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Are you a successful business that has lost faith in your pattern library?

Are you a successful business that has lost faith in your pattern library?

Posted by on Jul 3, 2015 in Established Designers, Industry Know How | 0 comments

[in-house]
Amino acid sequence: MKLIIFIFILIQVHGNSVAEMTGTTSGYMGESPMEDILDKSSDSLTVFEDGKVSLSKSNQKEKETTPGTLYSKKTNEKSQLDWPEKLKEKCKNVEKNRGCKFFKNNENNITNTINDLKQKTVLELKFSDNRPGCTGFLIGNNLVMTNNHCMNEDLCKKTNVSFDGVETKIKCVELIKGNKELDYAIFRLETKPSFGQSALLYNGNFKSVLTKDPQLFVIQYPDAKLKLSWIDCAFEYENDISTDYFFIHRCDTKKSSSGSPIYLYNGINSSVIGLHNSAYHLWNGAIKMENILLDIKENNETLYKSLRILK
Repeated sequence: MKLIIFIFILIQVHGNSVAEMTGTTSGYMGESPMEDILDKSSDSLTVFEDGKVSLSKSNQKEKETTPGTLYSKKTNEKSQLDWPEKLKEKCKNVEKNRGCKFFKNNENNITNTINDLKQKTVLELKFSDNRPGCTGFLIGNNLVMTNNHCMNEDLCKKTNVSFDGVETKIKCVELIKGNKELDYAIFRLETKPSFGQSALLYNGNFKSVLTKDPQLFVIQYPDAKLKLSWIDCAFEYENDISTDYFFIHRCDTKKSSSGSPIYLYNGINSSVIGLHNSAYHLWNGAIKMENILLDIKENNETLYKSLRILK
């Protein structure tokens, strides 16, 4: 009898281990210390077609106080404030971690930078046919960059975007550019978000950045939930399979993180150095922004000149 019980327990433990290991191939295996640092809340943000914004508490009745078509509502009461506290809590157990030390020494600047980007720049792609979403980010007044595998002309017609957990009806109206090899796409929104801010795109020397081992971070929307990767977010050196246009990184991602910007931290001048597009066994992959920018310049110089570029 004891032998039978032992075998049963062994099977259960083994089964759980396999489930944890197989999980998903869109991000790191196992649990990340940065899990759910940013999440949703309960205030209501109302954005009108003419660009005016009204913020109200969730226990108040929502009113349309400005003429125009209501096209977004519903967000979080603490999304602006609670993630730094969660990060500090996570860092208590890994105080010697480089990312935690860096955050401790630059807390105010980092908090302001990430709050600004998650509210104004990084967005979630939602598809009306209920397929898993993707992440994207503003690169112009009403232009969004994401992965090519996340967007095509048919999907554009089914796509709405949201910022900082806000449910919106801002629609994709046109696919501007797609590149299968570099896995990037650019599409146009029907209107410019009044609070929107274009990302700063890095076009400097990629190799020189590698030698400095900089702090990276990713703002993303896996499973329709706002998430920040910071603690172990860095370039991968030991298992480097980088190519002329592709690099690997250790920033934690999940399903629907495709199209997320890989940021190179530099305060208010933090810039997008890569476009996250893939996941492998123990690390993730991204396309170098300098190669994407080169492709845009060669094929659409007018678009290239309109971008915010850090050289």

You are not alone.I often talk on this blog about issues that start-ups encounter. Mainly because they are many and varied and a new issue arises each week. Today I would like to talk to you about another key group of customers that often call us in absolute panic and with an urgent, very problem. Quite often this customer has been in business for 5-10 yrs. They have built a business on a great idea, sales have grown at a steady rate but they have now reached a sustainable level which is great but this now exposes some major pattern making issues that have compounded from cheap start-up costs and a culmination of different pattern makers, specification sheets and off shore patterns. Customers have started complaining and sales are lost sending the business backwards quickly. Whilst the above paragraph seems scary to many of us, it is nothing in comparison to the huge collection of patterns that need changing and the unknown costs to do so. How much will this cost to correct ALL these patterns? Where do you start? Is this going to break your business more than a few unhappy customers?Well it does not have to be as big a job as it may seem, in fact it is a chance to take on a new level of professionalism and gain a whole new customer base. On the plus side, you know how to sell, you have a name people know, and if you have caught it early the damage will not be too great.I love working with these customers but it is clear to me there is a smart way of going about it and an expensive way of going about it. There may be some pattern makers who start at pattern 1 and move through the range 1 pattern at a time racking up a huge bill at the end.At Sample Room we take a more holistic approach. We meet for an in-depth consultation where we overview the whole range, talk about what is working and the company goals. So often what is discovered is through the growth of the company the owner admits that there have been some decisions made that now don’t make a lot of sense. Once we have overviewed the whole situation it is possible that you have 4 core styles and once these styles are corrected and approved you can develop 16 styles off these in line with your current patterns. With computer pattern making it is easy. You will have a clearer approach and much smaller bill than expected.So if you have found your business in this predicament and you would like to know more, give us a call on 03 9041 3488 to arrange a consultation.We also conduct meetings on skype so if you are interstate or overseas you can still talk to someone who can help.Remember the...